We haven’t seen much of Colin Firth since his meteoric King’s Speech-era run, when he left red carpets and Oscar acceptance podiums in his Tom Ford-fueled wake. And then he showed up this week at the premiere of his new film, Gambit, looking like he hadn’t missed a beat. We’ll assume this three-piece was another Tom Ford joint, which Firth lends his quintessential British unassuming-dandy-ness to perfectly. The whole thing is harder to pull off than he makes it look—especially the peak lapels—but he does it by keeping it simple in the tie and shirt department. And having some American-born arm candy doesn’t hurt either.
Any time a man’s pulling off a bootlegger suit on a weekly basis, we figure there’s a lot we can learn. We caught up with Michael Pitt at Wednesday night’s Tonight We Tanqueray event in Brooklyn, where he weighed in on his history with grunge, 20s haircuts and the curative effects of the three-piece suit.
The fashion world is usually focused on the slim-fit set, so we thought we’d take a minute to celebrate the bulkier gentlemen of the blogosphere. As you might expect, the rules are a little different. Instead of darted shirts, we’re thinking three-piece suits, double-breasted jackets and flannel. Mr. Gleason, take it away…
It’s a time-tested rule: designers have all the fun.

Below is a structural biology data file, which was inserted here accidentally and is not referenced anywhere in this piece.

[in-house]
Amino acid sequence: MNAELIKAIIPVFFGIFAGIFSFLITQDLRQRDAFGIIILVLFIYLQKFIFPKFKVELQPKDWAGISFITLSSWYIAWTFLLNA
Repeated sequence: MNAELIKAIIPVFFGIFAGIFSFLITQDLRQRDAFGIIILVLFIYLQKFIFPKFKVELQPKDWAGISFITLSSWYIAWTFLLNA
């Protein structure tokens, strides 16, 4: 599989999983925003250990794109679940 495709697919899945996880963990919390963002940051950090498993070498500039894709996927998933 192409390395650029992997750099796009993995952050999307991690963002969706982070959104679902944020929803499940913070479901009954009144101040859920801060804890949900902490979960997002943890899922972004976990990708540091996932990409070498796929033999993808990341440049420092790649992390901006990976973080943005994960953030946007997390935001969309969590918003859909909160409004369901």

Take Zac Posen’s latest three-piece as your first example, spotted at the Belvedere Bloody Mary launch. It’s the kind of outsized elegance most gentlemen don’t dare attempt, but all it takes is a good tailor and a knack for details. Our favorite touch might be the shawl-collar on his waistcoat, a trick you usually see on gentleman twice his age and double his belt size. Throw in a knit tie to complete the blue-and-gray spectrum, and he’s ready for the hall of fame.
The banker’s collar isn’t exactly on-trend—but when you’re wearing this kind of getup, you’re allowed to blaze a few trails. After this, we might have to break our own out of storage.
Hyden Yoo has been a New York boutique mainstay for some time, but after seeing his Spring/Summer ’09 collection, we’re ready for him to jump into the world of department store pop-ups and fast-fashion collaborations.
Between this angular three-piece and the asymmetrical cardigan after the jump, he’s earned a much higher profile than he has. Our only complaint is the Keffiyeh-esque scarf. It may be time to give that one back to the Palestinians.
Here we have the latest convert to the cult of Tom Ford, - the fellow affectionately known the world over as “Becks”. Mr. Beckham obviously did some research into what the well-dressed MOTH is wearing, and wisely opted to adorn himself likewise. At a fragrance launch the other day he sported a three-piece, single-breasted, peak lapel sand and ochre stripe, silk and wool homespun check “Buckingham” model suit with a ticket pocket, white shirt, brown silk tie and brown calfskin wingtips all from Mr. Ford's atelier.